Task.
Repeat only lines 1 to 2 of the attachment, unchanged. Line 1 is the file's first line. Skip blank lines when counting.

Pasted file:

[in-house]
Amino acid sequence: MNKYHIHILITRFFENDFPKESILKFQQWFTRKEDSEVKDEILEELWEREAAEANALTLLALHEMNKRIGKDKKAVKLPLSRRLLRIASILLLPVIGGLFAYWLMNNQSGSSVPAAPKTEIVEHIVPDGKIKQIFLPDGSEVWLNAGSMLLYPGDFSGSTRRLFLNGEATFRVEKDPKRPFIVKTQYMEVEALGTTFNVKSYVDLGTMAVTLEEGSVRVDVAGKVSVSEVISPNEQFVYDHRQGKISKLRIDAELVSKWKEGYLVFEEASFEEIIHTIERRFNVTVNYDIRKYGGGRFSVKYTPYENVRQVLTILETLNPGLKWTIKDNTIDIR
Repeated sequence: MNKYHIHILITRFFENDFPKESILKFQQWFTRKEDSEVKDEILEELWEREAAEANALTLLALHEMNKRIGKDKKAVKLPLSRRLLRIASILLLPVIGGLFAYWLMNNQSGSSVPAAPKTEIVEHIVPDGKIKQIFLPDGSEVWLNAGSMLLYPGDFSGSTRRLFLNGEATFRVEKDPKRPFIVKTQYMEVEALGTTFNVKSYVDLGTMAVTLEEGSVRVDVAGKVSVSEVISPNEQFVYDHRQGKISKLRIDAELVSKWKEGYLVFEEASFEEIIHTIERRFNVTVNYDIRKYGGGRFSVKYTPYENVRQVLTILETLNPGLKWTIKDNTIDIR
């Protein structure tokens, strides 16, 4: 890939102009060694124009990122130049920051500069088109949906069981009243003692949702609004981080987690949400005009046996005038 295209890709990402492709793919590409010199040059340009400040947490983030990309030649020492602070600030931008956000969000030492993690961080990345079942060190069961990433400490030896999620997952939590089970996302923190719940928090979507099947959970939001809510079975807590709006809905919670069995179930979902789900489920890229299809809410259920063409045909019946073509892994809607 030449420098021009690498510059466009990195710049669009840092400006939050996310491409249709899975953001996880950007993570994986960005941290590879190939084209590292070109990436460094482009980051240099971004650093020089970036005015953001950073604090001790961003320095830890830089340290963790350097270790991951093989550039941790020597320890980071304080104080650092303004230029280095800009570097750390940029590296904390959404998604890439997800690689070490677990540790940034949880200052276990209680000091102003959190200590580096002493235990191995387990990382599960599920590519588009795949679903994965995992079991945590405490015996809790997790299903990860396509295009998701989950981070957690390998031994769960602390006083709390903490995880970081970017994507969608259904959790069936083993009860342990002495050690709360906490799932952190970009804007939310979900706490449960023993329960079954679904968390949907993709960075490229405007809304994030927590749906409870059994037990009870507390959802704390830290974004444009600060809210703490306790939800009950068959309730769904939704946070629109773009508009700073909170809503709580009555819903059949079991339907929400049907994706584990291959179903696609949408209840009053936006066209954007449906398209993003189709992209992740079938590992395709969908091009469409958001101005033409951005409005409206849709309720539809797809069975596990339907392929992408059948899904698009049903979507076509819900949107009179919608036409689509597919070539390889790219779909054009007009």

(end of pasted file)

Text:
[in-house]
Amino acid sequence: MNKYHIHILITRFFENDFPKESILKFQQWFTRKEDSEVKDEILEELWEREAAEANALTLLALHEMNKRIGKDKKAVKLPLSRRLLRIASILLLPVIGGLFAYWLMNNQSGSSVPAAPKTEIVEHIVPDGKIKQIFLPDGSEVWLNAGSMLLYPGDFSGSTRRLFLNGEATFRVEKDPKRPFIVKTQYMEVEALGTTFNVKSYVDLGTMAVTLEEGSVRVDVAGKVSVSEVISPNEQFVYDHRQGKISKLRIDAELVSKWKEGYLVFEEASFEEIIHTIERRFNVTVNYDIRKYGGGRFSVKYTPYENVRQVLTILETLNPGLKWTIKDNTIDIR